Katzenstein DA, Hammer SM, Hughes MD.  et al.  The relation of virologic and immunologic markers to clinical outcomes after nucleoside therapy in HIV-infected adults with 200 to 500 CD4 cells per cubic millimeter.  N Engl J Med.1996;335:1091-1098.
Cooper D, Katlama C, Montaner JSG, Collis P.and the CAESAR Coordinating Committee.  Randomized trial of addition of lamivudine plus loviride to zidovudine-containing regimens for patients with advanced HIV-1 infection: the CAESAR trial.  Lancet.1997;349:1413-1421.
Montaner JSG, DeMasi R, Hill AM. The effects of lamivudine treatment on HIV-1 disease progression are highly correlated with plasma HIV-1 RNA and CD4 cell count.  AIDS.1998;12:F23-F28.
Hammer SM, Squires KE, Hughes MD.  et al.  A controlled trial of 2 nucleoside analogues plus indinavir in persons with human immunodeficiency virus infection and CD4 cell counts of 200 per cubic millimeter or less.  N Engl J Med.1997;337:725-733.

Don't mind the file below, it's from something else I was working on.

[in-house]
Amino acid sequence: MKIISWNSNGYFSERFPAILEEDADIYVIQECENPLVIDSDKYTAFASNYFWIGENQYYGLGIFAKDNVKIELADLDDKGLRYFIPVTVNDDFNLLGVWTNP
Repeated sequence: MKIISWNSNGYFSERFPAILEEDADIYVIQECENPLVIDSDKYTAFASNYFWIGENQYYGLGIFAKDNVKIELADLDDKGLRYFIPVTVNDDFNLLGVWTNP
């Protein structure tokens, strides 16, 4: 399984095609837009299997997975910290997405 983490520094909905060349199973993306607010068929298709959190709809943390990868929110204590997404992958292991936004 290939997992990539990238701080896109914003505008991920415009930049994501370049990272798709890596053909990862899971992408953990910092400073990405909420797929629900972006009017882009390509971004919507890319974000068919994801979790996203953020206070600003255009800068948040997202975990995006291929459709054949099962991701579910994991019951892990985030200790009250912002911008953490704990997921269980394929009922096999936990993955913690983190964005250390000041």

Hammer SM, Demeter LM, Fischl MA, Squires KE, Bosch RJ, Hughes MD. Clinical, immunological and virological outcomes in ACTG 320, a randomized, placebo-controlled trial of indinavir in combination with 2 nucleosides in HIV-1-infected persons with CD4+ cell counts ≤200/mm3Paper presented at: International Workshop on HIV Drug Resistance, Treatment Strategies and Eradication; June 25-28, 1997; St Petersburg, Fla. Abstract 67.
Carpenter CCJ, Fischl MA, Hammer SM.  et al.  Antiretroviral therapy for HIV infection in 1996: recommendations of an international panel.  JAMA.1996;276:146-154.
Carpenter CCJ, Fischl MA, Hammer SM.  et al.  Antiretroviral therapy for HIV infection in 1997: updated recommendations of the International AIDS Society–USA Panel.  JAMA.1997;277:1962-1969.